We’ve all heard that one should not place all the eggs in one basket, but with the growth of digital media and its power to transform a brand, it may not be easy to stick with this advice. Practically everyone spends time on their phone or tablet, which is why it is feasible to advertise your brand’s message nearly 24 hours a day.

However, it should come as no surprise that the growth of digital marketing has overlapped with a slight drop in traditional forms of advertising. Still, it has survived, indicating its effectiveness even in the digital era. So, how can you take advantage of this? By integrating your offline and online marketing strategies.

What is Omni-Channel Marketing?

In less than five years, one marketing term has progressed from a trendy buzzword to becoming a critical component of effective marketing campaigns—omni-channel marketing. It is one of the most rapidly-growing ideas in the retail industry, and for good reason.

The notion of omni-channel marketing was presented to the marketing industry for the first time by Author and Partner at Bain & Company, Darrell Rigby, who first coined the term in 2011. The word was used to describe a shopping experience beyond traditional multi-channel retail boundaries, allowing customers to obtain an ideal purchasing experience across all platforms—from conventional brick-and-mortar stores to the digital world of websites, emails, and social media marketing.

Even though it was introduced over 12 years ago, omni-channel marketing did not receive much attention in the first few years. Later, it became a popular term in 2013, both among marketers and customers alike. However, during the last year, the idea has progressed much further. Retailers that want to remain competitive must embrace omni-channel marketing, which has evolved from a “buzzword” to a “must-have.”

5 Ways to Integrate Your Offline and Online Marketing Strategies to Grow Your Business

Did you know omni-channel purchases occur 250% more often than single-channel purchases? In comparison, the average order value is 13% greater per order on omni-channel purchases compared to single-channel purchases.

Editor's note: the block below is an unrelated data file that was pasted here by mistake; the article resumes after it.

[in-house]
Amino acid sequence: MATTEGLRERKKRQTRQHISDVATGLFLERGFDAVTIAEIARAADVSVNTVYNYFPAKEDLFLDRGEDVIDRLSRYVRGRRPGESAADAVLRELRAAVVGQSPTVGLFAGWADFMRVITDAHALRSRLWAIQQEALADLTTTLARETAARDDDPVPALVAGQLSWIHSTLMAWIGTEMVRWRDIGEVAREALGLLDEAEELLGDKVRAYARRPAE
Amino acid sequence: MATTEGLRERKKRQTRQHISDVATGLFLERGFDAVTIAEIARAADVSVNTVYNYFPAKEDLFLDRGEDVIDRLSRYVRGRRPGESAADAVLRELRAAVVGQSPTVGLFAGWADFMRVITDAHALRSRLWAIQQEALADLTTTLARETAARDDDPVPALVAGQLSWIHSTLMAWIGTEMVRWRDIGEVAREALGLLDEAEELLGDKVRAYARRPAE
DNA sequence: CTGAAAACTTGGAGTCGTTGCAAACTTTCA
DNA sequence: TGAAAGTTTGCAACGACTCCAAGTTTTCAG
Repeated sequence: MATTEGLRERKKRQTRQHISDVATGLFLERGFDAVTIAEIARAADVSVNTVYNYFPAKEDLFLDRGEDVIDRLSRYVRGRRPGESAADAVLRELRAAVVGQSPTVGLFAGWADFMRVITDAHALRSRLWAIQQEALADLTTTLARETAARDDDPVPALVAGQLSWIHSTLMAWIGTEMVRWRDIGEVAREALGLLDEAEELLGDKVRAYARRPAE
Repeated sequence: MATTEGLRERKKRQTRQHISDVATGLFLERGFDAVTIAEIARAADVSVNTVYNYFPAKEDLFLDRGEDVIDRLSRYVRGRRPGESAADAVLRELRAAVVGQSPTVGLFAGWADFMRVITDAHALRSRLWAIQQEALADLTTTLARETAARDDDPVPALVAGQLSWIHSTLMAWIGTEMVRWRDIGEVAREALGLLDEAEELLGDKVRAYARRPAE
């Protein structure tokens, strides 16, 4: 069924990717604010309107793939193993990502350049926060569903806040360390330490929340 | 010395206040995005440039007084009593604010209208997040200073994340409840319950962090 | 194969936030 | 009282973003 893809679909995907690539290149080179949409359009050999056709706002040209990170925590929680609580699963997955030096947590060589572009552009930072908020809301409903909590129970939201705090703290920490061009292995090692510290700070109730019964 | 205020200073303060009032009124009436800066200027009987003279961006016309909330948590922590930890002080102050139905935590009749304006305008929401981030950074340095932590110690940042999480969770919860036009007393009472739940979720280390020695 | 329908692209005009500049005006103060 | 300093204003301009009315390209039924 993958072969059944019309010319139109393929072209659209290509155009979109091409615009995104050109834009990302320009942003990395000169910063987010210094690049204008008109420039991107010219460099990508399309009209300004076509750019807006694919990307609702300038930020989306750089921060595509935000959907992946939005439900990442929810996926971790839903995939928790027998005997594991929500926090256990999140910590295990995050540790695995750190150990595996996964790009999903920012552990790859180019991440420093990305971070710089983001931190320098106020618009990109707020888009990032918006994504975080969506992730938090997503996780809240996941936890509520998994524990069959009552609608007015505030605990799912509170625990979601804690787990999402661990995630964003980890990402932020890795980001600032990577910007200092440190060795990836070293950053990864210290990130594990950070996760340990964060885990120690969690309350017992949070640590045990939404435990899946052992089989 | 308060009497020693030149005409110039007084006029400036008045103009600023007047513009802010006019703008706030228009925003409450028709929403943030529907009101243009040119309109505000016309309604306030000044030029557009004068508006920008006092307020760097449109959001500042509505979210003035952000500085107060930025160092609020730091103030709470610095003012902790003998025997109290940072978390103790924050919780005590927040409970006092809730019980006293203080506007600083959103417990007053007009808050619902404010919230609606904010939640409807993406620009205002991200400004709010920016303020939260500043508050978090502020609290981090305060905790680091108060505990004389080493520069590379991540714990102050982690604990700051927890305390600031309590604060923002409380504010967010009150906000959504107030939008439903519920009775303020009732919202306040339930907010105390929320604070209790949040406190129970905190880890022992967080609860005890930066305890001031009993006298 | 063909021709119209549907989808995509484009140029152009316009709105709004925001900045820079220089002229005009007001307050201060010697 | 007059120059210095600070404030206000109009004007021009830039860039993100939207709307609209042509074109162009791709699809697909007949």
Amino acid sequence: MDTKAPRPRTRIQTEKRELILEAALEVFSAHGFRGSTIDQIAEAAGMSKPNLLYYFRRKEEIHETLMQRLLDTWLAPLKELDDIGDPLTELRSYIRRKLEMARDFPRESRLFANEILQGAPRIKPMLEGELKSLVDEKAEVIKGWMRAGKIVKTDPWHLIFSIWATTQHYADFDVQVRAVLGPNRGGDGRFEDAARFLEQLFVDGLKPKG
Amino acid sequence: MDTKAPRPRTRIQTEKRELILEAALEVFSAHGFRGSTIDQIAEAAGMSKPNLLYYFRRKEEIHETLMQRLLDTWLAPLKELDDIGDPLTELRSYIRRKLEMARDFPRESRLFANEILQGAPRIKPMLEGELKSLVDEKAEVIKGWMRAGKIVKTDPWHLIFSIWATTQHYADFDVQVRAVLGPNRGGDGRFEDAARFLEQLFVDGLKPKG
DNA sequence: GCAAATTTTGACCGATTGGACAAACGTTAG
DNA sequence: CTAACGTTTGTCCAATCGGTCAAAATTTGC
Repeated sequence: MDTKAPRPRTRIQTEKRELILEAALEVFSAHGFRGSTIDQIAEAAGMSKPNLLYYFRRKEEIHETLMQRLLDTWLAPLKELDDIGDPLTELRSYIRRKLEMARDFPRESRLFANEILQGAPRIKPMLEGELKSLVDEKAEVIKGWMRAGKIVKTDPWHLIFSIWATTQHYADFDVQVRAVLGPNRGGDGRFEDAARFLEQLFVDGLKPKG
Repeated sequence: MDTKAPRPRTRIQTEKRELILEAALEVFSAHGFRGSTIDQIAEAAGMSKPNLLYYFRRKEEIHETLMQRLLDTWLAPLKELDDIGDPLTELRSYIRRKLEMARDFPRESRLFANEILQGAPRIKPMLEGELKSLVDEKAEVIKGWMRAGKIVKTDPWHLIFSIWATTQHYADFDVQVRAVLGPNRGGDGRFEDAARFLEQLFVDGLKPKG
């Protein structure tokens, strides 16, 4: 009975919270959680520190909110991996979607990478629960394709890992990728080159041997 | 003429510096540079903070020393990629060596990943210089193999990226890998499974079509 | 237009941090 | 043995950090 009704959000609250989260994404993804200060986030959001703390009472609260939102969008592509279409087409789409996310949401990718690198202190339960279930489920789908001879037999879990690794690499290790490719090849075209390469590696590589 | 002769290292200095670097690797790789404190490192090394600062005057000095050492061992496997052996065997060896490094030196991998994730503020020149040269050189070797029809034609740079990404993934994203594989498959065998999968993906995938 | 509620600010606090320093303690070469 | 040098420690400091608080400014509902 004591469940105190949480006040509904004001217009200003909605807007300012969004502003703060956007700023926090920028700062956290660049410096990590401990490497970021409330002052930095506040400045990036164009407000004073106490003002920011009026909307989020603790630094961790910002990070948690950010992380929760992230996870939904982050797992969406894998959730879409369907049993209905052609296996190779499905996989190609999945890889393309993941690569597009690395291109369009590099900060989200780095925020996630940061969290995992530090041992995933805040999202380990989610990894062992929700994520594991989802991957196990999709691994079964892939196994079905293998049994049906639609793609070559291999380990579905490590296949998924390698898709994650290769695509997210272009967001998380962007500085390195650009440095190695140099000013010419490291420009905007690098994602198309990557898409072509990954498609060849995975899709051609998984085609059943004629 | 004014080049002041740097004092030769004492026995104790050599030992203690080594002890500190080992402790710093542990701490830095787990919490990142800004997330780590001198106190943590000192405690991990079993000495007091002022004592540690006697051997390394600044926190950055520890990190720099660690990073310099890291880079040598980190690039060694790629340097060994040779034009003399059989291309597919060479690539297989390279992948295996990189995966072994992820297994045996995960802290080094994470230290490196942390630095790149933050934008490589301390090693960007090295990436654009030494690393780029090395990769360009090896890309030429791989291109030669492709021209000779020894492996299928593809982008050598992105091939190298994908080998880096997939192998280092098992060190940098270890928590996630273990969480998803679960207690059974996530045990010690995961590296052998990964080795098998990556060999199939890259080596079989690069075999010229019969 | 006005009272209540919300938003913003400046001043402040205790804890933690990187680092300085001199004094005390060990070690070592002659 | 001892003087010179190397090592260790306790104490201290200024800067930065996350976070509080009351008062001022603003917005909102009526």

For years, there has been a heated debate about which marketing strategy is more effective: online (pay-per-click advertising, Google Ads, or social media promotion) or offline (newspaper, collateral, direct mail, coupon programs, and so on).

The good news is that now you are not forced to choose between the both. Depending on your goals and the demographics of your target audience, your marketing plan may contain a combination of online and offline marketing approaches. In a nutshell, a successful marketing strategy is an integrated marketing strategy.

Use Online CTA on Your Offline Promotion

Today, one of the most untapped possibilities is leveraging your internet presence to promote local physical sales—and a call to action (CTA) is the best way to motivate people to do something. If you have an offline event coming up, you can use internet marketing to promote it to a broader audience.

In a similar vein, you may use offline promotions to boost your online visibility. For example, you can invite people to a live event displayed on your social media account or website through print advertisement. On top of that, create compelling grounds for your audience to visit a separate landing page (rather than your homepage), so you can collect contact information for further follow-up on future campaigns.


When it comes to using online CTA on offline promotion, Netflix, the video streaming behemoth, is a trendsetter. The company, founded in 1997 as an online movie rental business, has adjusted and tweaked its marketing tactics several times.

The super brand uses an impressive marketing budget to execute its promotional operations to attract new and existing consumers by strategically placing banners with compelling and surprising ambient advertisements in public places. To do this, Netflix utilizes the Omnichannel approach. Billboards are placed in high-traffic locations to enhance broad brand recognition and promote certain content accessible for ONLINE streaming.

Here’s an example of Netflix’s Omni-channel approach:

Start A “To Be Continued” Campaign

How about starting your storyline offline and then finishing it online? Using this method, you may direct the user to a landing page or to one of your social media channels, where they will discover extra information (and a specific CTA).

If you’re writing a print article, you may add a call-to-action along the lines of “to win an exciting gift hamper, follow us on social media, and share our post by using the hashtag #CampaignTitle,” or “find out more by visiting www.yoursite.com/landingpage.”

Casper, a company that began in 2014, has grown to be worth $100 million brands. It is still new in the game with a lot to show; however, as a business that has made a significant impact rapidly, its marketing technique is worth considering.